Shrek The Third

About every other summer, we, the movie-going public, hear how it is going to be “the Summer of Sequels” and how the box-office is going to be dominated by these sequels.

But consider the track record of sequels over the past 30 years or so:

The Godfather II becomes the only sequel nominated for a Best Picture Oscar — a record that stands until Lord of the Rings:The Return of the King.  The Godfather and The Godfather II are still the only movie/sequel pairing to each win the Best Picture Oscar.

The Empire Strikes Back is widely regarded as the strongest of the original three episodes of the Star Wars saga.

To balance the scale, I only need one example:  The Police Academy Series.

That all being said, we now enter into the realm of Mike Myers and his sequels….

I found myself at the Winter Park Village 20 (I know — it’s a Regal, but I was not close to an AMC).  I chose to wait an extra 30 minutes so as to not be rushed getting into the theater and missing the previews.  It was a good choice because I was able to get a pretty decent seat.  Now going to the movies solo can be fun and annoying.  People assume that those watching solo have an obligation to move seats to accommodate  families who come into the theater 1 minute before showtime.  Today, I was not in the mood to give up a seat that I chose to wait for.  I got some mean looks but I shrugged them off.  I wish I could say I remembered the trailers, but nothing really stood out.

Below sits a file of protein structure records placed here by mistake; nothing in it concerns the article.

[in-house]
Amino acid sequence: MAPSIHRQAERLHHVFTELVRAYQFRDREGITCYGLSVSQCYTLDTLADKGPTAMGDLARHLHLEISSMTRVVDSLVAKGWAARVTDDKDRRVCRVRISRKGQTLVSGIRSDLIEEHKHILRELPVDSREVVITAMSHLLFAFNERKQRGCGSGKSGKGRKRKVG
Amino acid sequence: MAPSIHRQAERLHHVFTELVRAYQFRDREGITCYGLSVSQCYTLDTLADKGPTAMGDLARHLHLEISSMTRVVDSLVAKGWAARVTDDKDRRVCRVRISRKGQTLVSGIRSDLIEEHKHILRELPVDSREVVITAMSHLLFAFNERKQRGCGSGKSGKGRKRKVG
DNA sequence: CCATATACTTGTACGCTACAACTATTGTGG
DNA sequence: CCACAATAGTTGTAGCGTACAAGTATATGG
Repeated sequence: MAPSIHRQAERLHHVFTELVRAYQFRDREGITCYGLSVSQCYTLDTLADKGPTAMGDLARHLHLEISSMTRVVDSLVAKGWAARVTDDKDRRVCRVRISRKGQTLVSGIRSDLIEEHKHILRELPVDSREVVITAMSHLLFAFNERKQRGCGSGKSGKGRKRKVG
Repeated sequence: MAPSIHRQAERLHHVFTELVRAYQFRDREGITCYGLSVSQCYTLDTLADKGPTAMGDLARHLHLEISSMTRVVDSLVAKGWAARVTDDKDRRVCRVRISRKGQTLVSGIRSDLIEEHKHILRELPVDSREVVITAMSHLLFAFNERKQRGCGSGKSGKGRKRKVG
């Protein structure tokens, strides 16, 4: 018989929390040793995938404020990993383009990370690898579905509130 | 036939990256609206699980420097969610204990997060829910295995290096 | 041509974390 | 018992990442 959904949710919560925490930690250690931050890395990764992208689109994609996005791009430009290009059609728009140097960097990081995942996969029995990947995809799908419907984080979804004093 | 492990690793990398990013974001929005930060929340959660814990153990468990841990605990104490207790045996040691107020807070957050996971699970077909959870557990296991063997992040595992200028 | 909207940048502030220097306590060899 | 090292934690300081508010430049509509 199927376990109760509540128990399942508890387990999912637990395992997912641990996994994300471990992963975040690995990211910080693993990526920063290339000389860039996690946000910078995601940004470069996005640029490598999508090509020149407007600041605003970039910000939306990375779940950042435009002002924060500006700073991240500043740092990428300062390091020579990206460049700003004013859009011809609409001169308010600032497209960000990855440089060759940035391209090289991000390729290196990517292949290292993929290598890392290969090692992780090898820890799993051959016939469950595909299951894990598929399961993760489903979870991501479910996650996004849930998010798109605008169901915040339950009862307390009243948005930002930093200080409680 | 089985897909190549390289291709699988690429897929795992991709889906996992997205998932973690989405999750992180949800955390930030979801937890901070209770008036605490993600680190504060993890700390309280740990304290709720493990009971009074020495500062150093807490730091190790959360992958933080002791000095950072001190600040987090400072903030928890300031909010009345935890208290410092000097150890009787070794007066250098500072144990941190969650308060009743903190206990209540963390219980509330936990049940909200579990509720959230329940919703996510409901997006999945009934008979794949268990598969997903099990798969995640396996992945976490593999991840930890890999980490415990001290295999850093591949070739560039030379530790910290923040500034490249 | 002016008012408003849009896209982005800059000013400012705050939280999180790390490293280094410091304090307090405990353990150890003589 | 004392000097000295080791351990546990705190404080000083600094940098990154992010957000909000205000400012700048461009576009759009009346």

The general feeling I came away from Shrek with was one of “they phoned it in” and one of “Mike Myers just Austin Powersed another franchise.”  The only person who didn’t seem bored with their voice work was Justin Timberlake; everyone else seemed to be counting money instead.  I just see this movie as a case of Mike Meyers not knowing when to say “The End.”  It happened with Austin Powers — first two were decent enough, but did we really need Goldmember?  The same is true here — what fairy tale really needed the Shrek twist put on it?  If one is going to tackle the parodying of Arthur, then commit to it.  What we end up getting is a lame reason to send Shrek and crew on a mission where we never really feel they are in danger.

Will kids like it? Yes, and that is why it will do well at the box-office.  Adults will find it somewhat tedious.

My advice: wait for it to hit the cheap theaters or DVD — save the theater event cash for a different show…

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